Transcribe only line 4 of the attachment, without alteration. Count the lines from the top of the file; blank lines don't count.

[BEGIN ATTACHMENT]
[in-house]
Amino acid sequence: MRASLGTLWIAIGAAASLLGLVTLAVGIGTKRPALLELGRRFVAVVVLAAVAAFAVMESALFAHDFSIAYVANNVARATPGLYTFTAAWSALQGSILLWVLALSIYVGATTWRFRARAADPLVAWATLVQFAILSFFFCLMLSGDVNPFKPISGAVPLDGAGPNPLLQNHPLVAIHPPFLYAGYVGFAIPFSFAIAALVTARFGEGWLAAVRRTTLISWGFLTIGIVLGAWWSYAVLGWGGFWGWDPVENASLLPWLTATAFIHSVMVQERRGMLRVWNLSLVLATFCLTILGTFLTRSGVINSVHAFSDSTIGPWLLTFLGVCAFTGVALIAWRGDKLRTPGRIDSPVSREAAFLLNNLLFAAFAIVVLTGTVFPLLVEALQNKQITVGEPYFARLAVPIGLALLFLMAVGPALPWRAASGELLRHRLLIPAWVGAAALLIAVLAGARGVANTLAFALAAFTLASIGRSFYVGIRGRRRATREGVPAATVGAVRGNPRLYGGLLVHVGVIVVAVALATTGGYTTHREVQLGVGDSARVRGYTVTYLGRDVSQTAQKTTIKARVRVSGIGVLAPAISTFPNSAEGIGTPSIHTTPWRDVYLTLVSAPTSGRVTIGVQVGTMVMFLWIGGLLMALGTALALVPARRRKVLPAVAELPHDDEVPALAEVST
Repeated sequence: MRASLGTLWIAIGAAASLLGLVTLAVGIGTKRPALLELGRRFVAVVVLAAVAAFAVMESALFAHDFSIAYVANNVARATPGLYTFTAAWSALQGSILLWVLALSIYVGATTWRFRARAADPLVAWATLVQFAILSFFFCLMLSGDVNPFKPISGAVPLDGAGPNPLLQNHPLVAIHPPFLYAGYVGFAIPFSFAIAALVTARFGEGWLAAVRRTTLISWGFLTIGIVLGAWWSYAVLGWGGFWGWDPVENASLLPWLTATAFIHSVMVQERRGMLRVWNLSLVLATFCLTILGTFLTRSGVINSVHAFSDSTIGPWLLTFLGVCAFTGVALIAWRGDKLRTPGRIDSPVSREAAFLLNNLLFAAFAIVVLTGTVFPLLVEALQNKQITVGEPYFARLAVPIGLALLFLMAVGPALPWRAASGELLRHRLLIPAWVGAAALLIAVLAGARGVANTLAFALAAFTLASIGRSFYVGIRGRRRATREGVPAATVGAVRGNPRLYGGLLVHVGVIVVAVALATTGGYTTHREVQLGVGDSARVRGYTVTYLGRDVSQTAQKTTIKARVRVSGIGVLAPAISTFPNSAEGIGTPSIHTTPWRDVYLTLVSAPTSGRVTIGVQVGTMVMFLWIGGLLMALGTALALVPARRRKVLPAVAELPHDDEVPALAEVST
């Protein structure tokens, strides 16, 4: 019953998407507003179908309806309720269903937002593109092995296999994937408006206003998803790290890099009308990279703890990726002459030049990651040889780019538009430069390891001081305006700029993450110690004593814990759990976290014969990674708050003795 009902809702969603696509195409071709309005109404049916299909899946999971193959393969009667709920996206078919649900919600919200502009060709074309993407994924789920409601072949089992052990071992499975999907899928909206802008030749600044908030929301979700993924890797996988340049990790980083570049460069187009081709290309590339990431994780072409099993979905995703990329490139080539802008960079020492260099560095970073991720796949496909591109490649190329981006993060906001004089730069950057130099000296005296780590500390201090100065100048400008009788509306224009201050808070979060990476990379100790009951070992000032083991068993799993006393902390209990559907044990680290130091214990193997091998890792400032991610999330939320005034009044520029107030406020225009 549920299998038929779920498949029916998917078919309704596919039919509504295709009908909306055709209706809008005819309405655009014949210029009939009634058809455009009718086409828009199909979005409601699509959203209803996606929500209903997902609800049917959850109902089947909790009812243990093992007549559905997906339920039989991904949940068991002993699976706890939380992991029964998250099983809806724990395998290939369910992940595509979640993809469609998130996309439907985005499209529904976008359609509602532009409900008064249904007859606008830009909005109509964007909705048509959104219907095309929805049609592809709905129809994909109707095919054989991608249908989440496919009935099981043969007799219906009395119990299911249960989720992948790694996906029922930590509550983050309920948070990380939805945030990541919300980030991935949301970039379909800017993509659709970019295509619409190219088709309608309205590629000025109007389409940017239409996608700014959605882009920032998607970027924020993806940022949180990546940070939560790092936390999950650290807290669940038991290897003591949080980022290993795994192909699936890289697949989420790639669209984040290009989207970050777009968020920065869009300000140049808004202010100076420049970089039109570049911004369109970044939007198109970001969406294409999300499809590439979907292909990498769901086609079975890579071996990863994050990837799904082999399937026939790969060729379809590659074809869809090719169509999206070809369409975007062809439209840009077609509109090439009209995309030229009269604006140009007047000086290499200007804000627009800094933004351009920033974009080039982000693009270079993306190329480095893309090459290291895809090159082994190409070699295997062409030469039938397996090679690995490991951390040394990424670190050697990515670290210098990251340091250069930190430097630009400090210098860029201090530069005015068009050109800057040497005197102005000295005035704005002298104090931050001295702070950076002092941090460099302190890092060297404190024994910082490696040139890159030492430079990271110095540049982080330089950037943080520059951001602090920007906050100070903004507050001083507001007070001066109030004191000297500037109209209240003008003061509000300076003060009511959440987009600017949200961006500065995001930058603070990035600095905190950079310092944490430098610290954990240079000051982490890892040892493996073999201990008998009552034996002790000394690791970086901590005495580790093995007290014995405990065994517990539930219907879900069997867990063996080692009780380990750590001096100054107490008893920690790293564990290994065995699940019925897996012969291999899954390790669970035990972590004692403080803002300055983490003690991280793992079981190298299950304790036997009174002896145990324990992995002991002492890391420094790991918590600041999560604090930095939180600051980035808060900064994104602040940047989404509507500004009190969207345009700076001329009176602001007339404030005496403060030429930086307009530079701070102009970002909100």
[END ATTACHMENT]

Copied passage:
């Protein structure tokens, strides 16, 4: 019953998407507003179908309806309720269903937002593109092995296999994937408006206003998803790290890099009308990279703890990726002459030049990651040889780019538009430069390891001081305006700029993450110690004593814990759990976290014969990674708050003795 009902809702969603696509195409071709309005109404049916299909899946999971193959393969009667709920996206078919649900919600919200502009060709074309993407994924789920409601072949089992052990071992499975999907899928909206802008030749600044908030929301979700993924890797996988340049990790980083570049460069187009081709290309590339990431994780072409099993979905995703990329490139080539802008960079020492260099560095970073991720796949496909591109490649190329981006993060906001004089730069950057130099000296005296780590500390201090100065100048400008009788509306224009201050808070979060990476990379100790009951070992000032083991068993799993006393902390209990559907044990680290130091214990193997091998890792400032991610999330939320005034009044520029107030406020225009 549920299998038929779920498949029916998917078919309704596919039919509504295709009908909306055709209706809008005819309405655009014949210029009939009634058809455009009718086409828009199909979005409601699509959203209803996606929500209903997902609800049917959850109902089947909790009812243990093992007549559905997906339920039989991904949940068991002993699976706890939380992991029964998250099983809806724990395998290939369910992940595509979640993809469609998130996309439907985005499209529904976008359609509602532009409900008064249904007859606008830009909005109509964007909705048509959104219907095309929805049609592809709905129809994909109707095919054989991608249908989440496919009935099981043969007799219906009395119990299911249960989720992948790694996906029922930590509550983050309920948070990380939805945030990541919300980030991935949301970039379909800017993509659709970019295509619409190219088709309608309205590629000025109007389409940017239409996608700014959605882009920032998607970027924020993806940022949180990546940070939560790092936390999950650290807290669940038991290897003591949080980022290993795994192909699936890289697949989420790639669209984040290009989207970050777009968020920065869009300000140049808004202010100076420049970089039109570049911004369109970044939007198109970001969406294409999300499809590439979907292909990498769901086609079975890579071996990863994050990837799904082999399937026939790969060729379809590659074809869809090719169509999206070809369409975007062809439209840009077609509109090439009209995309030229009269604006140009007047000086290499200007804000627009800094933004351009920033974009080039982000693009270079993306190329480095893309090459290291895809090159082994190409070699295997062409030469039938397996090679690995490991951390040394990424670190050697990515670290210098990251340091250069930190430097630009400090210098860029201090530069005015068009050109800057040497005197102005000295005035704005002298104090931050001295702070950076002092941090460099302190890092060297404190024994910082490696040139890159030492430079990271110095540049982080330089950037943080520059951001602090920007906050100070903004507050001083507001007070001066109030004191000297500037109209209240003008003061509000300076003060009511959440987009600017949200961006500065995001930058603070990035600095905190950079310092944490430098610290954990240079000051982490890892040892493996073999201990008998009552034996002790000394690791970086901590005495580790093995007290014995405990065994517990539930219907879900069997867990063996080692009780380990750590001096100054107490008893920690790293564990290994065995699940019925897996012969291999899954390790669970035990972590004692403080803002300055983490003690991280793992079981190298299950304790036997009174002896145990324990992995002991002492890391420094790991918590600041999560604090930095939180600051980035808060900064994104602040940047989404509507500004009190969207345009700076001329009176602001007339404030005496403060030429930086307009530079701070102009970002909100």